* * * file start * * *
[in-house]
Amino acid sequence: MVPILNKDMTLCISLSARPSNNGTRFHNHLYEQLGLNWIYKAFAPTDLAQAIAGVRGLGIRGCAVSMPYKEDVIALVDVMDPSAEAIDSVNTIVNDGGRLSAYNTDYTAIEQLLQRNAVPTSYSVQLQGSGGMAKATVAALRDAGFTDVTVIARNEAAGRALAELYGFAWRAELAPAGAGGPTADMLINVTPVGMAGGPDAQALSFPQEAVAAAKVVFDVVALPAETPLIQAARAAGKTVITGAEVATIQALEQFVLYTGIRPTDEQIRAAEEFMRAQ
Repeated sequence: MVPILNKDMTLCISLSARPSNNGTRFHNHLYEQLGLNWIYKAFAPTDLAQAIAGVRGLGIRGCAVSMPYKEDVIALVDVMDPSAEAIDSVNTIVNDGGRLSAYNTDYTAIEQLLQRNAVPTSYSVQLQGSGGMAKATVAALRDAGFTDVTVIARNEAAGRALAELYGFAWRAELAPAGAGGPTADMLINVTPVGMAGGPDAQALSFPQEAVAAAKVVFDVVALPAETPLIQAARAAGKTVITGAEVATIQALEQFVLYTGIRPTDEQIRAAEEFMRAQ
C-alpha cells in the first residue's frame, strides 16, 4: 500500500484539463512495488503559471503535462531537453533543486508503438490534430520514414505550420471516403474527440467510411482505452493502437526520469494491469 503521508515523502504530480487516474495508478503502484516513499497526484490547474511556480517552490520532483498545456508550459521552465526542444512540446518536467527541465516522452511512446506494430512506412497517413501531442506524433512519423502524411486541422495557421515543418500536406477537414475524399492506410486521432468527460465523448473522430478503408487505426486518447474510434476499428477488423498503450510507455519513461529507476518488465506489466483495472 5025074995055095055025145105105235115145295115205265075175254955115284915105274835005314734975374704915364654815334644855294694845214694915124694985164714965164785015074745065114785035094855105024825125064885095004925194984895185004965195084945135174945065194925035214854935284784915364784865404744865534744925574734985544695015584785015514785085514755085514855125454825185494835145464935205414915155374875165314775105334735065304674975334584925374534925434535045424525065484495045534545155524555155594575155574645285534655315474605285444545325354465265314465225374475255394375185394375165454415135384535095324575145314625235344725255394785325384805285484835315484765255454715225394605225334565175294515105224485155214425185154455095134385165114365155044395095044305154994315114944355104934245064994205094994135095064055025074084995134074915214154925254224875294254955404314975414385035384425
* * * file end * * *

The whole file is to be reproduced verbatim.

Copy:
[in-house]
Amino acid sequence: MVPILNKDMTLCISLSARPSNNGTRFHNHLYEQLGLNWIYKAFAPTDLAQAIAGVRGLGIRGCAVSMPYKEDVIALVDVMDPSAEAIDSVNTIVNDGGRLSAYNTDYTAIEQLLQRNAVPTSYSVQLQGSGGMAKATVAALRDAGFTDVTVIARNEAAGRALAELYGFAWRAELAPAGAGGPTADMLINVTPVGMAGGPDAQALSFPQEAVAAAKVVFDVVALPAETPLIQAARAAGKTVITGAEVATIQALEQFVLYTGIRPTDEQIRAAEEFMRAQ
Repeated sequence: MVPILNKDMTLCISLSARPSNNGTRFHNHLYEQLGLNWIYKAFAPTDLAQAIAGVRGLGIRGCAVSMPYKEDVIALVDVMDPSAEAIDSVNTIVNDGGRLSAYNTDYTAIEQLLQRNAVPTSYSVQLQGSGGMAKATVAALRDAGFTDVTVIARNEAAGRALAELYGFAWRAELAPAGAGGPTADMLINVTPVGMAGGPDAQALSFPQEAVAAAKVVFDVVALPAETPLIQAARAAGKTVITGAEVATIQALEQFVLYTGIRPTDEQIRAAEEFMRAQ
C-alpha cells in the first residue's frame, strides 16, 4: 500500500484539463512495488503559471503535462531537453533543486508503438490534430520514414505550420471516403474527440467510411482505452493502437526520469494491469 503521508515523502504530480487516474495508478503502484516513499497526484490547474511556480517552490520532483498545456508550459521552465526542444512540446518536467527541465516522452511512446506494430512506412497517413501531442506524433512519423502524411486541422495557421515543418500536406477537414475524399492506410486521432468527460465523448473522430478503408487505426486518447474510434476499428477488423498503450510507455519513461529507476518488465506489466483495472 5025074995055095055025145105105235115145295115205265075175254955115284915105274835005314734975374704915364654815334644855294694845214694915124694985164714965164785015074745065114785035094855105024825125064885095004925194984895185004965195084945135174945065194925035214854935284784915364784865404744865534744925574734985544695015584785015514785085514755085514855125454825185494835145464935205414915155374875165314775105334735065304674975334584925374534925434535045424525065484495045534545155524555155594575155574645285534655315474605285444545325354465265314465225374475255394375185394375165454415135384535095324575145314625235344725255394785325384805285484835315484765255454715225394605225334565175294515105224485155214425185154455095134385165114365155044395095044305154994315114944355104934245064994205094994135095064055025074084995134074915214154925254224875294254955404314975414385035384425